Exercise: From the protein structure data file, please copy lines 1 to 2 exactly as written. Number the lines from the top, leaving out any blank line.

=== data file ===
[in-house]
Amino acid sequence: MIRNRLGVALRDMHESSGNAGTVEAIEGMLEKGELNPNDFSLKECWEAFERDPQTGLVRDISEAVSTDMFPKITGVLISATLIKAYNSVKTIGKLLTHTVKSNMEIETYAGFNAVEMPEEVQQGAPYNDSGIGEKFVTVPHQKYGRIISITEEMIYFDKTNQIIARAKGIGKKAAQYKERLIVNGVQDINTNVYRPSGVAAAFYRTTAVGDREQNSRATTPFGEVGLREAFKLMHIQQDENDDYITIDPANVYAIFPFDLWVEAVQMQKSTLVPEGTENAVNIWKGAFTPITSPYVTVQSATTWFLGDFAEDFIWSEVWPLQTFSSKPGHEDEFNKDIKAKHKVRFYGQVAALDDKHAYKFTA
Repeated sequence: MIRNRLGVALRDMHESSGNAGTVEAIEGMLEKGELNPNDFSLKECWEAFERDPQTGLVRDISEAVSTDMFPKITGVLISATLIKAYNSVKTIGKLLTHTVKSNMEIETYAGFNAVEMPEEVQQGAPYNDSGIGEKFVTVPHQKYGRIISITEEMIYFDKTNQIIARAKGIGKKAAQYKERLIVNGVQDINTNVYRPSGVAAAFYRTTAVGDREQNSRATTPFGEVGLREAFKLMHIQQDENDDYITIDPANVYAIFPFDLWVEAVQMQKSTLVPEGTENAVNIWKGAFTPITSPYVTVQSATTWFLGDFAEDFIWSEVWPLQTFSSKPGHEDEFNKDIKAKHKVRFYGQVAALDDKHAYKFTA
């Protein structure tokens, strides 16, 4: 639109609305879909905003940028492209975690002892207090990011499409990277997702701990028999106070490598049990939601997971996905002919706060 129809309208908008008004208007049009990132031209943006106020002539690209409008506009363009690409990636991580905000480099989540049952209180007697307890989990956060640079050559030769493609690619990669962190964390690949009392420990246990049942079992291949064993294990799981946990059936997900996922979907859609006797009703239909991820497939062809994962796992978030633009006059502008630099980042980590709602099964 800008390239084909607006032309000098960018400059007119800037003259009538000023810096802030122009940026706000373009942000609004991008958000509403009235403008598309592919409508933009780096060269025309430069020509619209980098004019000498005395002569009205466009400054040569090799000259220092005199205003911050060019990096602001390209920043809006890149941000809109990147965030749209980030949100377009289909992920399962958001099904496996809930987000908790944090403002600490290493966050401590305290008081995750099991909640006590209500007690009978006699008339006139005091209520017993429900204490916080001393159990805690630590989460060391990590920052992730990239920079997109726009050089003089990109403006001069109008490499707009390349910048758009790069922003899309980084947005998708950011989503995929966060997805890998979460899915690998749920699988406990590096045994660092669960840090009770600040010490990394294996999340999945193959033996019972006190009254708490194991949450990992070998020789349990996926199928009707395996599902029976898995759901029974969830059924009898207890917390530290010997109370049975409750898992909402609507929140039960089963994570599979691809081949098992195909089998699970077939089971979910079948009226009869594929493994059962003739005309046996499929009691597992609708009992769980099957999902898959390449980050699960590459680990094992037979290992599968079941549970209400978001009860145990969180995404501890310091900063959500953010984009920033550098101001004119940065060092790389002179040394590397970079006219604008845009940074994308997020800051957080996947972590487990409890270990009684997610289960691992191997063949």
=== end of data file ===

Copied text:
[in-house]
Amino acid sequence: MIRNRLGVALRDMHESSGNAGTVEAIEGMLEKGELNPNDFSLKECWEAFERDPQTGLVRDISEAVSTDMFPKITGVLISATLIKAYNSVKTIGKLLTHTVKSNMEIETYAGFNAVEMPEEVQQGAPYNDSGIGEKFVTVPHQKYGRIISITEEMIYFDKTNQIIARAKGIGKKAAQYKERLIVNGVQDINTNVYRPSGVAAAFYRTTAVGDREQNSRATTPFGEVGLREAFKLMHIQQDENDDYITIDPANVYAIFPFDLWVEAVQMQKSTLVPEGTENAVNIWKGAFTPITSPYVTVQSATTWFLGDFAEDFIWSEVWPLQTFSSKPGHEDEFNKDIKAKHKVRFYGQVAALDDKHAYKFTA